We must be realistic and stop looking for quick fixes or easy ways to bringing new life to a life that has gone dry.  The short cuts to the new world are an illusion.  First we must face the reality.  There is not just a little bit of sickness around, but a mortal shadow is cast.  To change the metaphor if you don’t know that the ship is virtually on the rocks you might not be very interested in changing direction.  It takes a lot of time and effort to turn a ship around.  It can be done if your small strength is multiplied by the mechanisms that are built into the ship.  If you make use of power beyond yourself, especially the driving force that propels the ship you can change.  In nautical terms we would have said we must allow the wind to blow the ship in the right direction.  The point is that whether you are steering a ship or commanding an army in the desert you have to know the dangers you are in and the source of life which gives you power to change if you are to survive.

Ezekiel had the faith to proclaim the word of hope to a people without hope.  He believed in the power of God to breathe new life into old bones in a bleak windswept desert valley.  That is what we able to tell our family, friends, associates and ourselves, God can make the dead live.  Ezekiel reminds us that there is meaning in the world and life where there was once death.

This is a beautiful world.  There is life were others say that there is death.  Whether there is life or death God is there and we need not fear.  Because of our hope many will believe that Jesus is the resurrection and the life.  They will see that those who believe in him although they are mortal and will physically die, will live and they never die.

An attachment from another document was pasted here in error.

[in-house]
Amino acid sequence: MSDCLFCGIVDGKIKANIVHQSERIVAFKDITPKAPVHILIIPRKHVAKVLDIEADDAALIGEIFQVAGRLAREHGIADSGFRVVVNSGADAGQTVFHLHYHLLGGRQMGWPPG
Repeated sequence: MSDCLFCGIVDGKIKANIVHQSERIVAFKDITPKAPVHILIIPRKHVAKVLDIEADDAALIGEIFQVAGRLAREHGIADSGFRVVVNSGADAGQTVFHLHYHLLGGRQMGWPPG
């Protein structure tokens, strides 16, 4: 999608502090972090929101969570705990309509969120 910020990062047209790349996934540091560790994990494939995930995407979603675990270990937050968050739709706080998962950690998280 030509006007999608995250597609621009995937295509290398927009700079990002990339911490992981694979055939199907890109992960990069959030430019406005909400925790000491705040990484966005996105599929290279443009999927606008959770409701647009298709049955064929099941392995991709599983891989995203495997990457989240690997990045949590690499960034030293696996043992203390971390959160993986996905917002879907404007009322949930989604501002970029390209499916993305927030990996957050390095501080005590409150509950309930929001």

“I am the resurrection and the life.”

How many of the central and most fundamental sayings of the gospel that have brought new hope and courage to a hard-pressed world, were given in the first place to single, unimportant individuals.

Martha had hoped against hope that her friend would quickly come to her.  However it wasn’t to happen, it was too late, Lazarus had died.  So politely she said to Jesus, “Lord, if you had been here my brother would not have died.  But even now I know that God will give you what ever you ask of him.”  What did she mean by that?  She probably had no real idea.  Yet her attitude was very natural.  It can be seen in other, troubled confused souls who have faith in the power of God, yet who can’t see how their troubles will be overcome.  For those who know Jesus Christ well, learn to give him blind trust.  They don’t know what it is that he will do, or what they themselves ought to ask from him.  They are however sure of his interest in them, and his power to carry through what no one else could do for them.

To help Martha, Christ gave her that saying which has benefited Christian’s ever since; “I am the resurrection and the life.”  These words have been spoken on many occasions since to give reassurance, particularly at the time of death.